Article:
One of my favorite features of Python is its interactive shell. If you want to try something, you type in the code and try it immediately. For someone whose first coding environment was the equally-immediate Applesoft Basic, this is just as natural. But if your introduction to programming was C, C++, or Java, the benefits might not be apparent, especially if you're trying to do exploratory coding in one of those languages.
So I'm going to walk through a recent experience as a case study.
At work we develop a Windows program that talks to certain devices via serial cables. Those devices also come in wireless Bluetooth flavors, and we connect to them via a "virtual serial port". To the program running, it looks as if the Bluetooth device is plugged into a real serial port, because all of the wireless connectivity is abstracted away by Windows. These devices are unidirectional--they transmit data to the Windows program, which passively reads it.
If you power off and restart one of these wired devices, it will start chattering away at the Windows program with hardly a hiccup--our program never even sees a disconnect. However, we noticed that this didn't happen with the Bluetooth devices: powering down one of those requires the Windows app to reconnect. But the Windows app didn't even seem to get any notification that the device disconnected. So how do you solve this chicken and egg problem?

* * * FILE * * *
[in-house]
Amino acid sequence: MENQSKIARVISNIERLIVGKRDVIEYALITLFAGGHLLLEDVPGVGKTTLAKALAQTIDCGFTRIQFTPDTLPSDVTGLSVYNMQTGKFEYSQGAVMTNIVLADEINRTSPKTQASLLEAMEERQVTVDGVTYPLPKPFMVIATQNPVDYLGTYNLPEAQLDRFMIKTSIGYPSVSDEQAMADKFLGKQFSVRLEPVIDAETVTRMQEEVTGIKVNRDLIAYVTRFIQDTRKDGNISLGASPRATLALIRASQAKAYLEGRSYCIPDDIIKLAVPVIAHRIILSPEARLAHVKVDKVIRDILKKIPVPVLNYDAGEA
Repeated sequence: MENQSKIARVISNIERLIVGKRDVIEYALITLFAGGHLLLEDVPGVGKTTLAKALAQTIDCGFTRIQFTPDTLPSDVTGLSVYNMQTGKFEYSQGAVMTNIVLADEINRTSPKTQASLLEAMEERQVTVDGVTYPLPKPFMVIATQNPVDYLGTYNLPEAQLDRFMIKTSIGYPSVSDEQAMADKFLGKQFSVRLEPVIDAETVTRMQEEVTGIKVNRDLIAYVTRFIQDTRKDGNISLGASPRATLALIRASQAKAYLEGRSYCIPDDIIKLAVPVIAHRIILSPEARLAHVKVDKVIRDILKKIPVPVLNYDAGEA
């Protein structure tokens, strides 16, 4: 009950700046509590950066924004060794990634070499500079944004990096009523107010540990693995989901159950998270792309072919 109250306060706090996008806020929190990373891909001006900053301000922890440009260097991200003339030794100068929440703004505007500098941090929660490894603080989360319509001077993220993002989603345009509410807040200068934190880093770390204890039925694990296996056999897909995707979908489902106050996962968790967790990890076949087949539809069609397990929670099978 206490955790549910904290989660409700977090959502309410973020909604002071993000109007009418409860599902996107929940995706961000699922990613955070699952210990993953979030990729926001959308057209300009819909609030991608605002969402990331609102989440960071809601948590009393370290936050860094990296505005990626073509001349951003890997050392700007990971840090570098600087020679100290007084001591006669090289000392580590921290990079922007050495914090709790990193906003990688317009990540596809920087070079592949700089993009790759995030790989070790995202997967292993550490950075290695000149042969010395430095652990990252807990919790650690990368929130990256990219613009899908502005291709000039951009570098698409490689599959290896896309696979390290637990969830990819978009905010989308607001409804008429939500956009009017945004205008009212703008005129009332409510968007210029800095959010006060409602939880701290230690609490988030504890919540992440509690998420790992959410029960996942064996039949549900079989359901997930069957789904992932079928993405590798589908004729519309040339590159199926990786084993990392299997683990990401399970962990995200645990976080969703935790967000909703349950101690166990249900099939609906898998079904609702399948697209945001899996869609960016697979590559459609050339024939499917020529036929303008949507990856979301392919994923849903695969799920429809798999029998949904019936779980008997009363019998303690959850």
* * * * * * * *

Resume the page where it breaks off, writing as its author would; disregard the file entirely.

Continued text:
- I typed up the code to open the serial port, which I knew should succeed, and it did.
- I looked up the Win32 API call to get the "event mask", or the set of events that were being watched on the serial port handle, and saw that it was "GetCommMask". I blindly typed "win32file.GetCo", and lo and behold, DreamPie brought up a list of completions, which assured me that GetCommMask was there.
- The Win32 API said that GetCommMask returned its result in a buffer passed into the call. Knowing that PyWin32 usually does a pretty good job of hiding return buffers, I decided to just try calling it with the input parameter, and got back zero. That made sense, if the serial port wasn't being monitored for events.
- So I decided to push my luck: if GetCommMask worked, SetCommMask should work, too. A quick peek at the documentation, and... hrm. win32con didn't contain the "EV_RLSD" constant I was looking for to monitor the RLSD signal.
- Well, I could have just typed the exact value (0x020) from the Windows docs... or I could just retype the line and use PyWin's autocompletion to see if win32file has the constant. I typed "win32file.EV_
", and I had my answer. Then a quick re-test of GetCommMask() showed that the value was set.
- The API docs claimed that WaitCommEvent should wait for one of the masked events to occur, and then return which one occurred. But the documentation showed that it took another of those return buffers. Thinking that PyWin32 might help me here, too: I typed "win32file.WaitCommEvent(hfile)", and the call appeared to block.
- So I powered down the device, and within a few seconds, I was rewarded with the return value from WaitCommEvent: (0, 32). Aha. This meant that the Windows API version of WaitCommEvent returned 0 (for success), and that the return buffer contained 32, or EV_RLSD.